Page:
Humility Through Grace

Hits: 14

Who all remembers these lyrics:

“Oh Lord it’s hard to be humble
When you’re perfect in every way
I can’t wait to look in the mirror
Cause I get better looking each day.”

That was by Mac Davis back in the eighties… He was quite the superstar. He sold lots of records, played in large clubs, and even had a TV show. Anyone remember his show? I loved it as a kid. I think it came on right after Hew-Haw, but I could be wrong.

Anyway, he tells the story about one time the owner of a club put him up in a hotel and in a huge hotel room called the “star suite.” And said he woke up at 8 am that first morning and realized he was all alone. He was on top of the world but all alone! That morning he wrote the song to poke fun at himself and his loneliness. You see, back in the early eighties humility was still considered a virtue. Today, we live in a world where an individual is measured not by their virtue, but their identity.

We are living in what is called a Post-Modern society. This is a bit confusing to describe, but the most significant change has been in the definition of morality. The Bible is less likely to be looked upon as the source of morality. For many, it has become just another book that sits on the shelf. Right next to the Harry Potter and the Self Help and Diet paperbacks.

Morality is now defined by. However it best fits into a communal consensus. More importantly, morality is now hostage to one’s personal identity. In the past our identity was measured by the goodness we could do. Even the Mafia opened inner-city food banks. They were criminals but still understood the importance of a morale core somewhere deep inside them.

In today’s world, one does not need morality to have an identity. You see, the post-modern culture has completely changed how we obtain our identity. We are now living in a culture that is redefining God. Our Government has separated all function away from God. This is formally called secularism. The absence of God!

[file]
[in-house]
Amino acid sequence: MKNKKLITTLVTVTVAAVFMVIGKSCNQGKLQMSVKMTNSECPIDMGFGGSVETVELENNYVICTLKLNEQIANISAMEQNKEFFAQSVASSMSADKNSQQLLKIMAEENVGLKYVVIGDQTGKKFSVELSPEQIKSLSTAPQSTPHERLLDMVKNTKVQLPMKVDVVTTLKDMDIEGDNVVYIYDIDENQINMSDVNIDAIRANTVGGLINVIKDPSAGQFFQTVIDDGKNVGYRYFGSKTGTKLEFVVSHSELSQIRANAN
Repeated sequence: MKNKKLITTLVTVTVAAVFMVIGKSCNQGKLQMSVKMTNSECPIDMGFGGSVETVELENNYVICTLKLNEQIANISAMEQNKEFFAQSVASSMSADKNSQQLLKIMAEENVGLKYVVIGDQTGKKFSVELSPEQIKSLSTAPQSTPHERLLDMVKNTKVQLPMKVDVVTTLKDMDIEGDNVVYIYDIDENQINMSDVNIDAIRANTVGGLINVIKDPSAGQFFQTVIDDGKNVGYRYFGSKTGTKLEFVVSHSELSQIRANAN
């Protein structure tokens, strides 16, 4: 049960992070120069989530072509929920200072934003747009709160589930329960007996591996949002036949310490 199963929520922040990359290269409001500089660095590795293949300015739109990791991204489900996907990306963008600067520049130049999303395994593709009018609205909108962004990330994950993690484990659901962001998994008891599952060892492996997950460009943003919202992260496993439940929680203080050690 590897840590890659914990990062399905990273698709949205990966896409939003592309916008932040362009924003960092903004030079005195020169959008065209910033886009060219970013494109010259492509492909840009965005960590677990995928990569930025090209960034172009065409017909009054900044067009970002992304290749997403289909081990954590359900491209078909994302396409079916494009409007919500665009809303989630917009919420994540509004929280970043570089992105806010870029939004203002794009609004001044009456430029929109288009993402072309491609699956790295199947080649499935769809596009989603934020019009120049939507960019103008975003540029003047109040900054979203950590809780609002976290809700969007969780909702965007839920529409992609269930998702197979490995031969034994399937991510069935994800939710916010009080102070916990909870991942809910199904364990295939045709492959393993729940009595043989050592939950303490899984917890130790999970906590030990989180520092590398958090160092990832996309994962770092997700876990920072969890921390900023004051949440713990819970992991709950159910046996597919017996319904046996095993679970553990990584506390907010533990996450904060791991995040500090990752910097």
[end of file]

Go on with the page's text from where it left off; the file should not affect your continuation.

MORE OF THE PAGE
The broader secular world has immersed us in a new mantra – that each of us needs to be our own genuine selves. We’ve been indoctrinated into believing that if we work hard enough, work long enough hours, make enough money, put our kids in the best schools, climb that ladder of success then we can finally stand tall and say “look at me.” “This is who I am.”

In this secular age, identity is defined by what we’ve accomplished. Not who we are! If you see a man in a nice suit or in luxury car you’re likely to think to yourself – that person is successful. But if you see a homeless dude coming out from under a bridge, few of us would call that person a success. What was the difference between them? It was how they looked at us! See, we are all guilty of this redefining individual worth.

In the secular age, this measure of success is used to form an identity. Today, success is the yardstick by which a post-modern culture allows you to define your own identity. Society is teaching our children that “’only they” can decide what is right for themselves.

Let me borrow an illustration from the pastor Tim Keller. How many here have seen the movie Frozen? I have granddaughters, so it’s mandatory. I’m highly entertained by Disney movies, but it’s no secret that the Disney message is intended to condition children to the current culture. Let me read a few words from the song Elsa sings:

I don’t care, what they’re going to say (this is pride)
It’s time to see what I can do. To test the limits and break through
No right, no wrong, no rules for me, I’m free! (this is moral relativism)

If you have seen the movie, you likely left feeling it had a great message, that love sacrifices self for the good of another. And that message is a good one – it almost follows Jesus’ teaching. But the song I just quoted, (Let it Go), is nowhere close to the same lesson as Christ taught. And, it was the biggest hit of the movie.